Domestic duties of a modern-day husband

Dennis Warden

I’m sure you will agree that the domestic duties of a modern-day husband are quite different from our grandfathers and even our fathers. Everything started to change in the last century during World War II when women joined the workforce in greater numbers.

Today the modern husband is expected, in some fashion, to share the household duties with his wife. Over the last 30-plus years of marriage my responsibilities have evolved and changed. Now I have been relegated to the few chores that Connie feels I’m good enough at to meet her requirements.

Like any young married couple with three kids we would let things slide by when we were younger. Now Connie is evolving into Monica from the TV show Friends — meaning cleaning makes her feel good. I’m sure after she retires from teaching this spring the metamorphosis will become complete.

I was a bachelor for the eight years when I left home for college to the day my wife wrapped me around her little finger. In those years I was not a total slob. 

I learned the basics including washing dishes, cleaning the bathroom and doing laundry. As I think back I don’t remember having a vacuum in my apartment in Hannibal so I can’t include that chore on my list. 

The division of duties for many married couples is determined by two things — time and talent. If you have time and are good at it that becomes your responsibility.

When we were raising our three children it was I who rose in the middle of the night when the babies were crying. After Connie fed them I rocked them to sleep and put them back to bed. That became my responsibility because I could go back to sleep much easier.

Bath time for our three little ones was also on my list of things to do. That’s when Connie would start doing her home work.

Connie is getting ready to retire after 31 years in the public school system. For her first 15 years she taught third grade. Unless you have been married to a teacher (or are one), you have no idea how much work they do at home.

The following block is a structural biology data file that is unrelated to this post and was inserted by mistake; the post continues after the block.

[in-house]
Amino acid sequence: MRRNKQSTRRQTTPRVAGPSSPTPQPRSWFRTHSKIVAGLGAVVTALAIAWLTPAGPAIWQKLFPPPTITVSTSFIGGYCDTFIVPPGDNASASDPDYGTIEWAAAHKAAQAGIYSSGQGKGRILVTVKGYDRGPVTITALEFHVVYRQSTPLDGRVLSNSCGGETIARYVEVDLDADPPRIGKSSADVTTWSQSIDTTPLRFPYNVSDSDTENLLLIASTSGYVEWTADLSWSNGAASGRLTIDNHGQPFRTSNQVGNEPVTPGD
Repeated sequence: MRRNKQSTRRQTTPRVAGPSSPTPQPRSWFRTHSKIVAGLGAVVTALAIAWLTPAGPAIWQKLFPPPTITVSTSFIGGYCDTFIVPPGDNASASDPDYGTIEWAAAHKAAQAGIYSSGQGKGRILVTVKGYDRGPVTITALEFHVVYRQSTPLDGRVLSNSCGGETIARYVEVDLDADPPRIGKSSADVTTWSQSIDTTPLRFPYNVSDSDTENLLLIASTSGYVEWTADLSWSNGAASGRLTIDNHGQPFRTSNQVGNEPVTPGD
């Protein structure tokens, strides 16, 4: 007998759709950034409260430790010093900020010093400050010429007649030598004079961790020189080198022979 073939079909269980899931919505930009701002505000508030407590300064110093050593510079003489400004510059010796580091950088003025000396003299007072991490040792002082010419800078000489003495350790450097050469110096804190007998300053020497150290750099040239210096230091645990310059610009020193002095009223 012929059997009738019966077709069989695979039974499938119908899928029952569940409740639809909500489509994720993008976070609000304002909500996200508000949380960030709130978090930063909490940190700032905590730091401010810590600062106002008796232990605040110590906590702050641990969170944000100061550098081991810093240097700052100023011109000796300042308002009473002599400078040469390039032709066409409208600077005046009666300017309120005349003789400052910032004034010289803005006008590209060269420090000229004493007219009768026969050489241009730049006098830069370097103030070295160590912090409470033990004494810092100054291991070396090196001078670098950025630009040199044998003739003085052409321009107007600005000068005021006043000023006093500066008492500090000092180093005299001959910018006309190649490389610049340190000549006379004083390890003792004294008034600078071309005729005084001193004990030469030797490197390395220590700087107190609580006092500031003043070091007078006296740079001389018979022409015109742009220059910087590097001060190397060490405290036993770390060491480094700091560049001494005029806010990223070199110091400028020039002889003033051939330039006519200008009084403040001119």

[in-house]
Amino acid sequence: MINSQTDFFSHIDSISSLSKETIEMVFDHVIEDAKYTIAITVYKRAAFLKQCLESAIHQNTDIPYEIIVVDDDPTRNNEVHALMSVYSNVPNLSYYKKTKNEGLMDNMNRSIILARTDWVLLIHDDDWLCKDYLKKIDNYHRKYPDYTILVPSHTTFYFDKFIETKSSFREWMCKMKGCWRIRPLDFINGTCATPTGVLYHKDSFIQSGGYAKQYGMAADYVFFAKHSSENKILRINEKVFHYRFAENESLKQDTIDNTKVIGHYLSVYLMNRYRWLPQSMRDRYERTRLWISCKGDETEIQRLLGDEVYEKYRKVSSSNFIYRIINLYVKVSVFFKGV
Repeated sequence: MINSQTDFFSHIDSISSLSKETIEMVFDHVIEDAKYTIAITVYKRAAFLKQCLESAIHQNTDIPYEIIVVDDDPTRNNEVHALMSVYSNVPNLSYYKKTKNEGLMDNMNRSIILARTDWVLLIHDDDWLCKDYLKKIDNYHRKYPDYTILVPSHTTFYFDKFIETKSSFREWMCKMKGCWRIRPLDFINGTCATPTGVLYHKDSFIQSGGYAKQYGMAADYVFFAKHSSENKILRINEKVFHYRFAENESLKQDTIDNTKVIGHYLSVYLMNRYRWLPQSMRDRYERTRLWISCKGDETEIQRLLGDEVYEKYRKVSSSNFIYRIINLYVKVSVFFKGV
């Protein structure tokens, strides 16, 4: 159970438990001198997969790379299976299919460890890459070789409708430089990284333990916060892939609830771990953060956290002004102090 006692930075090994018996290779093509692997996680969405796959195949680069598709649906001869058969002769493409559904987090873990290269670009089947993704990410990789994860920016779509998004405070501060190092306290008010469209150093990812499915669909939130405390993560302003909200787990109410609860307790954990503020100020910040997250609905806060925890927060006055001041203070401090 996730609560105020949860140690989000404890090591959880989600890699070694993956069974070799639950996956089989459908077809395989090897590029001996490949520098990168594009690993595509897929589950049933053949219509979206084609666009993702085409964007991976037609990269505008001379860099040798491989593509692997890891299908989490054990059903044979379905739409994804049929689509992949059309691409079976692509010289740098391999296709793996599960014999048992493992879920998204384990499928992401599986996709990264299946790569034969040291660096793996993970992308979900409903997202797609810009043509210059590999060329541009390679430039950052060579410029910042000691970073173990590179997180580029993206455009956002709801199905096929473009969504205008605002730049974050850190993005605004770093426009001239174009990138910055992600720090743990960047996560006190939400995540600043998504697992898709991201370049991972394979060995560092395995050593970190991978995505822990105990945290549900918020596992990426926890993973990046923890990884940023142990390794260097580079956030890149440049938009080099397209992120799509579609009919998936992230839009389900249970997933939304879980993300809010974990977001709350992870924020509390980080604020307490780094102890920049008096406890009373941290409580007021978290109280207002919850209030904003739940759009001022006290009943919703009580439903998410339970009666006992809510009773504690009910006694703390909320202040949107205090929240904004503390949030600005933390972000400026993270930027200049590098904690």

Math homework was my speciality. I love math, because there is only one right answer. So I graded ten’s of thousands of math papers during those years. On Thursday nights I sat on the floor in front of our TV watching the news and the Tonight Show (we had good reception back then) and sorted papers.

Do the math. With a class of at least 20 third-graders, a minimum of five worksheets per day times five days in a week equals 500 pieces of paper to sort. 

I don’t miss those days.

When it comes to cooking at our house, Connie is the chef. Sometimes I am the assistant chef, but most often my talents are better used in cleaning up after her. What can I say, I’m good at cleaning up in the kitchen, always have been.

I will be the first to admit that Connie can wash dishes better than me — I miss an occasional spot, but I am more efficient (read faster). And when was the last time you heard of someone dying from a morsel of food left on the edge of a plate or bowl? 

I don’t remember this scenario on NCIS, Murder She Wrote or any other murder mystery.

I have always been happy to sweep the floors. It’s not really hard and I can sweep most of the main living area in our house in just a few minutes.

Some duties have changed. I used to take the trash to the road, now Connie does it. I used to always mow the grass, now Connie does it now and then.

As her work load had decreased outside the home, mine has increased.

Our home has a lot of windows so I have been known to wash windows with or without Connie’s help.

Cleaning the bathrooms is where I slide. I have done it, but not very often. I think it has something to do with the fact that cleaning bathrooms at the newspaper was one of my first jobs. One day, the week before Christmas the bathroom sink came off the wall as I was cleaning it. That traumatic episode must have scarred me for life.

You may have noticed that I haven’t included laundry duties on my list of household chores. I know how to do laundry. I did it for my years as a bachelor. I never remember turning my white dress shirts pink. My clothes always came out of the dryer the same size they were before laundry day.

Except in emergencies I have been denied access to our laundry room. What can I say. My way and Connie’s way of doing laundry are completely different. It took me years before I learned how to fold the bathroom towels the correct way. 

I didn’t know there was a wrong way.